MARK ZUCKERBERG SAID once again this Tuesday that Facebook doesn’t sell your data, calling it a common misconception people have about Facebook.
He was speaking while being questioned by US Senators at a hearing with the House Energy and Commerce Committee in Washington DC.
“We do not sell data to advertisers,” the Facebook CEO testified during a Senate hearing.
It’s true that Facebook doesn’t sell your data directly to third parties, but it clearly profits from the information. Thanks to user data, Facebook made $40 billion in advertising revenue last year, second only to Google when it comes to the share of the global digital advertising market.
Facebook uses the data you provide, such as where you live and how old you are, and combines it with geographic information from your phone to tailor ads to a certain audience.
Facebook can charge more money the more specific the audience is. “With our powerful audience selection tools, you can target the people who are right for your business,” Facebook says on its page about advertising.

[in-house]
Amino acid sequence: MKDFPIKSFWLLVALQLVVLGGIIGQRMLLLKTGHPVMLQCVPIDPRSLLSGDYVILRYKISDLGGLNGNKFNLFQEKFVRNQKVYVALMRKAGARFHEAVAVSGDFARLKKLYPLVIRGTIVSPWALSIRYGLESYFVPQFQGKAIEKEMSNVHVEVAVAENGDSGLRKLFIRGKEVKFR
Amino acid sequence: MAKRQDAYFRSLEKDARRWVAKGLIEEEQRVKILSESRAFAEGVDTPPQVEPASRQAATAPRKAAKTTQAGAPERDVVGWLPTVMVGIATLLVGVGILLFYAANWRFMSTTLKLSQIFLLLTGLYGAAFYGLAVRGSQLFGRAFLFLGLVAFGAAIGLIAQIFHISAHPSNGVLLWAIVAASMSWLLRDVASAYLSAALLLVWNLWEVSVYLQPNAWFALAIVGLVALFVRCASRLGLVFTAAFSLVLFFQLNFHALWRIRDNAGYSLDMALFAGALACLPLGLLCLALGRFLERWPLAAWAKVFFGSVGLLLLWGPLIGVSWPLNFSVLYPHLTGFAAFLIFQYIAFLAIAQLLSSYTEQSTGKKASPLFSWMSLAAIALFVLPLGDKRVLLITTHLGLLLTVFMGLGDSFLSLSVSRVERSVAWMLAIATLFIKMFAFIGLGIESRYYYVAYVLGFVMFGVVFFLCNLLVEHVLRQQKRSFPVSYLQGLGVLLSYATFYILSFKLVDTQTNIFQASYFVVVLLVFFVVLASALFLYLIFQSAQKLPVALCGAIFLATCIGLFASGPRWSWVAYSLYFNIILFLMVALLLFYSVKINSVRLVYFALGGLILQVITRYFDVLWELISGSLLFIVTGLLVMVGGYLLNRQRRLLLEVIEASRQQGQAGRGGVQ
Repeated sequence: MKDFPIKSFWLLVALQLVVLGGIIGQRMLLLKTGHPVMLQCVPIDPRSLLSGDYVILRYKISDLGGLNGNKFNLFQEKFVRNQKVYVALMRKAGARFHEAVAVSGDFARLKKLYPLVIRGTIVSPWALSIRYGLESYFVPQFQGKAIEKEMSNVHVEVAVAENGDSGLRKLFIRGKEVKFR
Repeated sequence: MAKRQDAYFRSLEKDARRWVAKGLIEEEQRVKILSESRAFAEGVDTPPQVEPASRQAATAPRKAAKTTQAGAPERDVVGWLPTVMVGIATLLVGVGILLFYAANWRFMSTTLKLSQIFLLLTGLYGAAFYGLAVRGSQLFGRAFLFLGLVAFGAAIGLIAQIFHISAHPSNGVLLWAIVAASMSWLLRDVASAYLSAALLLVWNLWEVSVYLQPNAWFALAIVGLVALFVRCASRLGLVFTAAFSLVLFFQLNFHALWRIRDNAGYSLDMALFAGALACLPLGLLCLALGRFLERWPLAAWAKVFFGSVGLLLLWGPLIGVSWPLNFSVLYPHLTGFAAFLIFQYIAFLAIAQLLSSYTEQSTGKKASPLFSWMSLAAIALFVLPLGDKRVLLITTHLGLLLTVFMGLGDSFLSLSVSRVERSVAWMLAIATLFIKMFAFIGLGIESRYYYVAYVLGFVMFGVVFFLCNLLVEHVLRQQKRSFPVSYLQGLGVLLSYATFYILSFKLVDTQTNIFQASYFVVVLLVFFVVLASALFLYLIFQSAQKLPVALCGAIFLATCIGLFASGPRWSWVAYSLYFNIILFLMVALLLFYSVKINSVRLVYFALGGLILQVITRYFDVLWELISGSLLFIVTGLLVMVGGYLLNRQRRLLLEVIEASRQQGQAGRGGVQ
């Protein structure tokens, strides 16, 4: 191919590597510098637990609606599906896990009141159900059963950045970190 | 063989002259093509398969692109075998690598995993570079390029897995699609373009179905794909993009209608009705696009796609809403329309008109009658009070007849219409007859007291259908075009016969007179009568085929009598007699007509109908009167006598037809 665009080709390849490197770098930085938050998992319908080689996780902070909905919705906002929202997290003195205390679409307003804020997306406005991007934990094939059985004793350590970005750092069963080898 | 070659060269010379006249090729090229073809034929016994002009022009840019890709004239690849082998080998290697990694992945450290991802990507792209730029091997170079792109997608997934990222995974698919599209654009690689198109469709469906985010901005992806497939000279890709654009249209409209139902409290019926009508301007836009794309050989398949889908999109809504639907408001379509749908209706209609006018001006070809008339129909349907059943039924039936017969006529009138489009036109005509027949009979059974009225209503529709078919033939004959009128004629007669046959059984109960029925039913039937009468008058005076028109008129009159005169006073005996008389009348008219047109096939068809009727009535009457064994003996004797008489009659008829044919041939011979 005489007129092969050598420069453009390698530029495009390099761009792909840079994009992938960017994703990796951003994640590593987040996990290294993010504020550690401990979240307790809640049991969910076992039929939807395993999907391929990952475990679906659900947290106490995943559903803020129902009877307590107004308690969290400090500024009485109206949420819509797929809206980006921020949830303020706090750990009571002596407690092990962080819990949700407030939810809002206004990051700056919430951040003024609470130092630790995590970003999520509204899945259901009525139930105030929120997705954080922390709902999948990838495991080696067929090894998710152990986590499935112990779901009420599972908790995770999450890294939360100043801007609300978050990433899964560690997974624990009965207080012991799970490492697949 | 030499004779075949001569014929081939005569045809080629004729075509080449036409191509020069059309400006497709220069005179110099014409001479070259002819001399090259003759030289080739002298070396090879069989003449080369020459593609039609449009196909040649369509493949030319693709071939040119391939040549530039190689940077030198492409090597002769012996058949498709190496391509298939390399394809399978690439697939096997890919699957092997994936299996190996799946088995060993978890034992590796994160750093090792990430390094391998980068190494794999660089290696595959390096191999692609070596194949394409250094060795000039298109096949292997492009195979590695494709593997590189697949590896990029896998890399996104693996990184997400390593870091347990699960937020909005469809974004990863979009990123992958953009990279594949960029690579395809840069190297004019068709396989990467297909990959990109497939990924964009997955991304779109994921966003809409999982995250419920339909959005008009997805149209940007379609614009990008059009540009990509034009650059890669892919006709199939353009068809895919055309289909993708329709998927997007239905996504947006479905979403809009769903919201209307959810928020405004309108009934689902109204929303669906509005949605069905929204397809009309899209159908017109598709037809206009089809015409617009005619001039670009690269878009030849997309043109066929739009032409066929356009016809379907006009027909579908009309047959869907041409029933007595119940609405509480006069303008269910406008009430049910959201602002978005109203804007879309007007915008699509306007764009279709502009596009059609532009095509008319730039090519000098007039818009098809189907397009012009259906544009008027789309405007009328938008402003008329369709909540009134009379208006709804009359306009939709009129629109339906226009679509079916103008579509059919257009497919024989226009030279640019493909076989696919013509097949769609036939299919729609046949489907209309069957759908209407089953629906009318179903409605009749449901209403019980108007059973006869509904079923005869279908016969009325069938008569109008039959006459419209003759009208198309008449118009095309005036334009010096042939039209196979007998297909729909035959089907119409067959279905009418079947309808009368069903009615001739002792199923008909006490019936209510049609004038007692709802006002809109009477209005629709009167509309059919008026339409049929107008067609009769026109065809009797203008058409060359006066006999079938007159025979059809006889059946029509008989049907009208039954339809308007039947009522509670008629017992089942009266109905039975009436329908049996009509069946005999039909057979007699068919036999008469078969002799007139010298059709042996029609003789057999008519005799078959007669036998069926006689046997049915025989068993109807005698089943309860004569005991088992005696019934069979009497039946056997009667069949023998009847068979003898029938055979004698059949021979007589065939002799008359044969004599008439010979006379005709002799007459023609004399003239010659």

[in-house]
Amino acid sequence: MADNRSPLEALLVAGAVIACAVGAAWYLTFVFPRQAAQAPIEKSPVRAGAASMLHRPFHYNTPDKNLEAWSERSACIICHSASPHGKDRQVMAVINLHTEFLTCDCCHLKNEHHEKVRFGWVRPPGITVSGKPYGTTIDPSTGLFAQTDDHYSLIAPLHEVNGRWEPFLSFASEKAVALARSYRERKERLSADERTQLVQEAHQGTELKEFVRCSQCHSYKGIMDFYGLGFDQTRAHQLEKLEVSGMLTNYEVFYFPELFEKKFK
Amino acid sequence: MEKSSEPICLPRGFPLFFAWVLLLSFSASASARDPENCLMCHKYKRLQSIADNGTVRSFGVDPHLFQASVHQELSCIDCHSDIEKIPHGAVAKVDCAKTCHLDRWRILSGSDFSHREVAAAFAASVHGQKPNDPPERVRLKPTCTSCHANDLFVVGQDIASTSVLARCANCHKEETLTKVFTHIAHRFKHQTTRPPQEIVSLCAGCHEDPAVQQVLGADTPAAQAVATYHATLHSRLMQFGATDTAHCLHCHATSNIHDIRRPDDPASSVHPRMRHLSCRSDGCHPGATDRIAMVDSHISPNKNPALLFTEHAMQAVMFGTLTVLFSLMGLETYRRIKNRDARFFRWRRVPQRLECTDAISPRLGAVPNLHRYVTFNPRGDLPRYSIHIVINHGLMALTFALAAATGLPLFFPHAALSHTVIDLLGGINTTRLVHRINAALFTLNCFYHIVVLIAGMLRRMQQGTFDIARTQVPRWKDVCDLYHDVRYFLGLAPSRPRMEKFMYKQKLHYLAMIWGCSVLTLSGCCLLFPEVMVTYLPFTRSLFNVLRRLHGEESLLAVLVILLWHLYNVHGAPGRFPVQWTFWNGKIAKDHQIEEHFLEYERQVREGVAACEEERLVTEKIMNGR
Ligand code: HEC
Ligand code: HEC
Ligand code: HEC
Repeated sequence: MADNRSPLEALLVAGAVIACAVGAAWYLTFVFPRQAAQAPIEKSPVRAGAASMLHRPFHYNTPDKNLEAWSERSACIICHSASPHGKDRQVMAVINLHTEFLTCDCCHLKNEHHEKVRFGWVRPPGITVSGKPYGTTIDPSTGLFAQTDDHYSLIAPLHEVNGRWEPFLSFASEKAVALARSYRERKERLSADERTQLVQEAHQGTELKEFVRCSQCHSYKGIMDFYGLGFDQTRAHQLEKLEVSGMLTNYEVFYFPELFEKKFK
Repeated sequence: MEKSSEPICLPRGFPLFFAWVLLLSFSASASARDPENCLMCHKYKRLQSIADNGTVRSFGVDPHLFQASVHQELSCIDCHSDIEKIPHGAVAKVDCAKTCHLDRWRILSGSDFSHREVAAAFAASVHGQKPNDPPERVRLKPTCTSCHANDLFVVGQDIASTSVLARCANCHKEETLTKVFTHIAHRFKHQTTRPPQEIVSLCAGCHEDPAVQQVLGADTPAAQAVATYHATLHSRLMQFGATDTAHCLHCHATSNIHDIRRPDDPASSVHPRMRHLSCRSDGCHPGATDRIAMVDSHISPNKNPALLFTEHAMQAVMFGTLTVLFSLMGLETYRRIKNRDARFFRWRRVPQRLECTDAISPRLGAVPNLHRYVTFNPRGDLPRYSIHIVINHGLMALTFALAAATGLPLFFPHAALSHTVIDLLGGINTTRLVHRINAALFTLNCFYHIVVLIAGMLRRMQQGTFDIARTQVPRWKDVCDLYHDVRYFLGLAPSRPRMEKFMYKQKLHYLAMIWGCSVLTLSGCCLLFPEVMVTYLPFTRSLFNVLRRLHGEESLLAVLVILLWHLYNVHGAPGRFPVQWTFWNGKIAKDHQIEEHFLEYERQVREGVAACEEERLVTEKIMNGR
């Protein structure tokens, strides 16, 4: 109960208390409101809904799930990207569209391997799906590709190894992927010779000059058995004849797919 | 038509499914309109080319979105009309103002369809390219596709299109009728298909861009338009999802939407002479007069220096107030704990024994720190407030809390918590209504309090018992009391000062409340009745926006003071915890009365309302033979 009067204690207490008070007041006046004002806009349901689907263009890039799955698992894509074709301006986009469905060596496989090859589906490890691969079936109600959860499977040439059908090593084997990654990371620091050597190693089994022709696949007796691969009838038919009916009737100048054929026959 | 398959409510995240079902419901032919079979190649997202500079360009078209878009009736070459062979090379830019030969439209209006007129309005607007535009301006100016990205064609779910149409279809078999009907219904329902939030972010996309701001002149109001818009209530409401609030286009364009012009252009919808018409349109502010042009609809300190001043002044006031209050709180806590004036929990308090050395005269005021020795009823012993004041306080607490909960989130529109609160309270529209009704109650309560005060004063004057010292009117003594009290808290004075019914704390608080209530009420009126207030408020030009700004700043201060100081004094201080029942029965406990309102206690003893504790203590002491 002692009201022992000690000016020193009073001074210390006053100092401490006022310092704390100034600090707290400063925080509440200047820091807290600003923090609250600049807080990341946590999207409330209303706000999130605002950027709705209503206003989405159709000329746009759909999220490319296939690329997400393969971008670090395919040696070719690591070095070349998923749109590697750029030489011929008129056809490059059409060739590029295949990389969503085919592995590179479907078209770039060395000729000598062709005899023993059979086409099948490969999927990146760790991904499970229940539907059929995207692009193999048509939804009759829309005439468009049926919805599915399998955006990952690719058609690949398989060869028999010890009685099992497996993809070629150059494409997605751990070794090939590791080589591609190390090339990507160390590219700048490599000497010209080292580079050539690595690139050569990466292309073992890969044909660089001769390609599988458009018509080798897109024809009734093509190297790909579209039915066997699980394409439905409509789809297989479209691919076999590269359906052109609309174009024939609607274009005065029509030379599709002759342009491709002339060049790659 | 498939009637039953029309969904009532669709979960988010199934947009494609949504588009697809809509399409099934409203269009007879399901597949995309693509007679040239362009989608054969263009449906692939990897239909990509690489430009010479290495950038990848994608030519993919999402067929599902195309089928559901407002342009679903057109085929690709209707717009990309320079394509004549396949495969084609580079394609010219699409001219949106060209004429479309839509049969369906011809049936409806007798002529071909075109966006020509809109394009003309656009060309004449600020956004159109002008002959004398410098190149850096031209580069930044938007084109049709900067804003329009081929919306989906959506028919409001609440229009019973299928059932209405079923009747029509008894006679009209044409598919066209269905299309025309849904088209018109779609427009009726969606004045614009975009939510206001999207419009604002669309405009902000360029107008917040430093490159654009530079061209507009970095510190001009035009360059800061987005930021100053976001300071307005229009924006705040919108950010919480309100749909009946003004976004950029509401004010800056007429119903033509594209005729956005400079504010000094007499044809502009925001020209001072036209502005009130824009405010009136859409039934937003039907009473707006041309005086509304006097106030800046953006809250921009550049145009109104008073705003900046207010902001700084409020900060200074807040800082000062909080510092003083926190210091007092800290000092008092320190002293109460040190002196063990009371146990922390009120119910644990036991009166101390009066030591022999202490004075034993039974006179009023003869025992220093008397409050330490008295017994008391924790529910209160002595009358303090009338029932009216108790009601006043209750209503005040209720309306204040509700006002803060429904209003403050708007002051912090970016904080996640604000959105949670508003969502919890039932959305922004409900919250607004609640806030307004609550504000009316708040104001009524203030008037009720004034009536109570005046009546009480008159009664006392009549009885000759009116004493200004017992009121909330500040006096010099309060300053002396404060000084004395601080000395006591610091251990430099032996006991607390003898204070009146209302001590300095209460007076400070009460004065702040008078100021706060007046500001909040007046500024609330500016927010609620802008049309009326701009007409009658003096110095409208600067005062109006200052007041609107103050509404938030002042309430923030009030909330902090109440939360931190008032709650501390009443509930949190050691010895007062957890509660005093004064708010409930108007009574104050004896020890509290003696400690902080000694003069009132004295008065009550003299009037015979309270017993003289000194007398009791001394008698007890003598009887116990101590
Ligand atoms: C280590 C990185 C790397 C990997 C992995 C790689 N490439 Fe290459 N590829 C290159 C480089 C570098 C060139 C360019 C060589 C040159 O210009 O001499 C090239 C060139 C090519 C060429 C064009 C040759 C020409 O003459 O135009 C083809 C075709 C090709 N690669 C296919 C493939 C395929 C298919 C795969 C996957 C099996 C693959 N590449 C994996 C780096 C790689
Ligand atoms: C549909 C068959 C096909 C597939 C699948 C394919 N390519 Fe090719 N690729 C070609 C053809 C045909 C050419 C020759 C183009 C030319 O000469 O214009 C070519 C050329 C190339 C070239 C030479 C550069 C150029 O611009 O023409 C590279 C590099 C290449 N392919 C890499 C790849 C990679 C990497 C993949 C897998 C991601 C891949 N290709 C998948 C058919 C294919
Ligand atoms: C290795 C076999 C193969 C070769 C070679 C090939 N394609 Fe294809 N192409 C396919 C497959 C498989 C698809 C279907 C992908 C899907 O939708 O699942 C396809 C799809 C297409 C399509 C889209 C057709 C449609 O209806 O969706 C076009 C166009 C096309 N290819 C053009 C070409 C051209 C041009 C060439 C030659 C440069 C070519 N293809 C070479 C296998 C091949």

How does Facebook do this without selling data? Advertisers choose the types of users they want to reach. Facebook can make the match internally to select the users to be shown the ads.
In this case, Facebook isn’t technically selling data, as it’s all done internally. But without your data, Facebook wouldn’t be able to offer such targeted advertising.
This doesn’t mean data never leaves Facebook. In fact, the latest privacy scandal grew out of the revelation that a Trump-affiliated consulting firm, Cambridge Analytica, managed to get data on tens of millions of Facebook users through an app that was purportedly a research tool.
With apps, Facebook isn’t selling data — it’s giving the data to apps for free.